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IOWA IDEAS 2019
OCTOBER 3-4 CEDAR RAPIDS

To provide a nonpartisan, statewide learning experience

designed to explore the key questions and big ideas that will shape the future of Iowa.

The key to ending Iowa's workforce shortage relies on expanding talent and skills

Jul 17, 2019 at 6:15 am
    A welder grinds down welding spots on a railing at Phillips Machine and Metal Fab in Oskaloosa on Wednesday, Jun. 28, 2017. (The Gazette file photo)

    Editor’s note: Iowans’ Ideas is a guest column featuring the views of different Iowans each edition of The Gazette’s Iowa Ideas magazine.

    In 1948, my father, Gary Vermeer, founded an equipment manufacturing company located on our family farm in Pella.

    A farmer first, he also was an innovator and always looking for a better way to get his work done on the farm. The demand for his equipment inventions grew and ultimately led to the founding of Vermeer.

    More than 70 years later, Vermeer headquarters still proudly sits on the rolling fields of Iowa farmland. If we as a company and as a state wish for our economy to keep growing, our communities to be vibrant and our quality of life to be rich, we must be diligent about retaining, attracting and diversifying talent.

    As chairwoman of the Iowa Business Council, a group of 23 chief decision-makers from some of Iowa’s largest companies, it’s clear the war for talent is not unique to one industry or company. All our members are facing the workforce shortage — it has permeated Iowa’s small towns and large metros and affected industries from manufacturing to retail, from agribusiness to health care.

    To address some of our talent gaps, the IBC is working on a statewide, systematic approach to actively engage students from a young age to expose them to work-based learning and open their eyes to the career possibilities across the state.

    At Vermeer, we engage with students in their early years to drive awareness to the evolving and growing opportunities in manufacturing. By offering activities and tours in our workplace as well as activating team members to volunteer with local students in the classroom, we work hard to stay connected throughout a student’s development.

    We know students are only one part of the equation, and so we also work to educate and engage teachers. By offering paid internships to local teachers and school faculty, we are attracting influential voices in the lives of our future workforce.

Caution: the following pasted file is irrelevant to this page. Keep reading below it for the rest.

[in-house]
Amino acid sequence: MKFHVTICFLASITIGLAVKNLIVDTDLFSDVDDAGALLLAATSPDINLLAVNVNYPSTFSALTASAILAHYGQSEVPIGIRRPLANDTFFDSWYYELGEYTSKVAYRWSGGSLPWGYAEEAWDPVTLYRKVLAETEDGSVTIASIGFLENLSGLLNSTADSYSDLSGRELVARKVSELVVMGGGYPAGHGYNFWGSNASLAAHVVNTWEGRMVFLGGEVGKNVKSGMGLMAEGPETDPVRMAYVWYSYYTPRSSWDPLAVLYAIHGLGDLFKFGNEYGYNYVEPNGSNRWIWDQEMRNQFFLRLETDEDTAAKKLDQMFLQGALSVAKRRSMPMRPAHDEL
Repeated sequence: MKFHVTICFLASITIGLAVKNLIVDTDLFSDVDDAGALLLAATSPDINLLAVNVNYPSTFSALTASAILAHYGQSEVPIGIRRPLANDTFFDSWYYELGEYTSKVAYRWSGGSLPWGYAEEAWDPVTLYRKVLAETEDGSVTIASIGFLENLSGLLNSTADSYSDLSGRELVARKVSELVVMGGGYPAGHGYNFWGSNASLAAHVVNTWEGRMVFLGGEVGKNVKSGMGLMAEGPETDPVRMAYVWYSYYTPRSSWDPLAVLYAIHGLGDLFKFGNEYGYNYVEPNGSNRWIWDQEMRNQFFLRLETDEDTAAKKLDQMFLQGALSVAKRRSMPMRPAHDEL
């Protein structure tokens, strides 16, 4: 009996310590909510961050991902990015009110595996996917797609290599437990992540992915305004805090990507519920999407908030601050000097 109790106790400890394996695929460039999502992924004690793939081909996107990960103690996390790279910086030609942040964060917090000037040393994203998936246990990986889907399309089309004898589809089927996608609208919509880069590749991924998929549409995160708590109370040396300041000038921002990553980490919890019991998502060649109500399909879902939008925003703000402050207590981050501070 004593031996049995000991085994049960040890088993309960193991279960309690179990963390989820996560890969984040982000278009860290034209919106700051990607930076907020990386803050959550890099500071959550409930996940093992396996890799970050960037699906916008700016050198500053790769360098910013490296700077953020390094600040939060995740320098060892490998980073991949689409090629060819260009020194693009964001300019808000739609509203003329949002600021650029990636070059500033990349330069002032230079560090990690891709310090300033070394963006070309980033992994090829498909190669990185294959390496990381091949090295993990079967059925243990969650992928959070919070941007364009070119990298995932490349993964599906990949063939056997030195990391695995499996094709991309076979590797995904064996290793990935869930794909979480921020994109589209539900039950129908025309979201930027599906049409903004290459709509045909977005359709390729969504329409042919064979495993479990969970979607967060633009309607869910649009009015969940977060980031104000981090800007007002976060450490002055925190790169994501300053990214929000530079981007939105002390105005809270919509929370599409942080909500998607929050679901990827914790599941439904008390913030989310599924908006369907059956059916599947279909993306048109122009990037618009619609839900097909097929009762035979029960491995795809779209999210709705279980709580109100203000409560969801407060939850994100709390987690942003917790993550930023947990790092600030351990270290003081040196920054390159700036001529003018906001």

Influences at home are just as important as those in school. Raising awareness of opportunities both in manufacturing and in skilled roles are important at the parent level.

    We also offer multiple on-site, work-based learning opportunities that include hosting high school students for a week in the winter, giving students the opportunity to shadow and understand what roles look like across manufacturing. In the summer, we create an internship experience that connects participants with important, real-life work and a network of growing professionals.

    We partnered with other local businesses and the Pella Community School District to create a registered apprenticeship program that offers high school students the ability to learn a skilled trade while still enrolled in high school, get paid and prepare for employment following graduation.

    Together with the Pella Career Academy and fellow businesses that participated in the program, we created a playbook for other businesses to access and understand the process and implement it in their school district. The more ways businesses and educational systems can partner together, the greater potential for strong economic growth.

    The Iowa Business Council also is working on ways we can keep our college graduates in state, attract more individuals to our state and diversify our population. We’ve gathered a group of Iowans to understand what it will take for communities to grow and how to best position our messaging to share what we all know Iowa to be — great career opportunities, incredible cost of living, engaging philanthropic activities and an opportunity to be part of a robust, interactive community.

    Businesses, elected officials, schools and communities must work together to address our workforce and demographic issues for our economy to remain strong. It will not be one of these entities that makes the difference, but all of us working together.

    • Mary Andringa is a second-generation family member and chairwoman of the board for Vermeer Corp., a global agricultural and industrial equipment manufacturer.

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